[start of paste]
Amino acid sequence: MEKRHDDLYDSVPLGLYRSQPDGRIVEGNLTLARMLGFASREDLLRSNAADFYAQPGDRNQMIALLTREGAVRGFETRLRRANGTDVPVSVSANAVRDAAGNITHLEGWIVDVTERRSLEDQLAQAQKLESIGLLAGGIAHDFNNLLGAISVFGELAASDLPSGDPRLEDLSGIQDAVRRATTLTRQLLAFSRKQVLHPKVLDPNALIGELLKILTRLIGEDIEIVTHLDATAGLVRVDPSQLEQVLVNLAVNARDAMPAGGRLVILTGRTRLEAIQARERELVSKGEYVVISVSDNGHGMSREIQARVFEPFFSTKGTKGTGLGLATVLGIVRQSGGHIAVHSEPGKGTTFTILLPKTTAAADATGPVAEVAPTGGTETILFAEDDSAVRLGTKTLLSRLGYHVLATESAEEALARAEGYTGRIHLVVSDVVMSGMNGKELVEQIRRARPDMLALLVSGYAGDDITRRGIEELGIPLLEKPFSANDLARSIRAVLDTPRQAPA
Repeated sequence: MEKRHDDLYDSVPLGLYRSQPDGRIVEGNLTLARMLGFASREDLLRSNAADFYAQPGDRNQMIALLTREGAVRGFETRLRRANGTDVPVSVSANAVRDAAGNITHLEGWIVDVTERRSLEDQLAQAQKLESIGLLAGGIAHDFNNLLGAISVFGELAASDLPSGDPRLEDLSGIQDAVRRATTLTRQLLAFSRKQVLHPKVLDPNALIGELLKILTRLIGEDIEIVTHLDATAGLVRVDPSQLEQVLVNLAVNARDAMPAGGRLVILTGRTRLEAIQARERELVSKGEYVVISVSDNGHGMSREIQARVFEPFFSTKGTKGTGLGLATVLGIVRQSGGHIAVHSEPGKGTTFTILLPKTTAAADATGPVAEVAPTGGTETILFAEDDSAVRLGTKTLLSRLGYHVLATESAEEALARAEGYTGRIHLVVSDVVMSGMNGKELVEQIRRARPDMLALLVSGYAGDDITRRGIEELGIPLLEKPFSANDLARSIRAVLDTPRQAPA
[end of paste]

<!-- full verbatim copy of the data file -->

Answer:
Amino acid sequence: MEKRHDDLYDSVPLGLYRSQPDGRIVEGNLTLARMLGFASREDLLRSNAADFYAQPGDRNQMIALLTREGAVRGFETRLRRANGTDVPVSVSANAVRDAAGNITHLEGWIVDVTERRSLEDQLAQAQKLESIGLLAGGIAHDFNNLLGAISVFGELAASDLPSGDPRLEDLSGIQDAVRRATTLTRQLLAFSRKQVLHPKVLDPNALIGELLKILTRLIGEDIEIVTHLDATAGLVRVDPSQLEQVLVNLAVNARDAMPAGGRLVILTGRTRLEAIQARERELVSKGEYVVISVSDNGHGMSREIQARVFEPFFSTKGTKGTGLGLATVLGIVRQSGGHIAVHSEPGKGTTFTILLPKTTAAADATGPVAEVAPTGGTETILFAEDDSAVRLGTKTLLSRLGYHVLATESAEEALARAEGYTGRIHLVVSDVVMSGMNGKELVEQIRRARPDMLALLVSGYAGDDITRRGIEELGIPLLEKPFSANDLARSIRAVLDTPRQAPA
Repeated sequence: MEKRHDDLYDSVPLGLYRSQPDGRIVEGNLTLARMLGFASREDLLRSNAADFYAQPGDRNQMIALLTREGAVRGFETRLRRANGTDVPVSVSANAVRDAAGNITHLEGWIVDVTERRSLEDQLAQAQKLESIGLLAGGIAHDFNNLLGAISVFGELAASDLPSGDPRLEDLSGIQDAVRRATTLTRQLLAFSRKQVLHPKVLDPNALIGELLKILTRLIGEDIEIVTHLDATAGLVRVDPSQLEQVLVNLAVNARDAMPAGGRLVILTGRTRLEAIQARERELVSKGEYVVISVSDNGHGMSREIQARVFEPFFSTKGTKGTGLGLATVLGIVRQSGGHIAVHSEPGKGTTFTILLPKTTAAADATGPVAEVAPTGGTETILFAEDDSAVRLGTKTLLSRLGYHVLATESAEEALARAEGYTGRIHLVVSDVVMSGMNGKELVEQIRRARPDMLALLVSGYAGDDITRRGIEELGIPLLEKPFSANDLARSIRAVLDTPRQAPA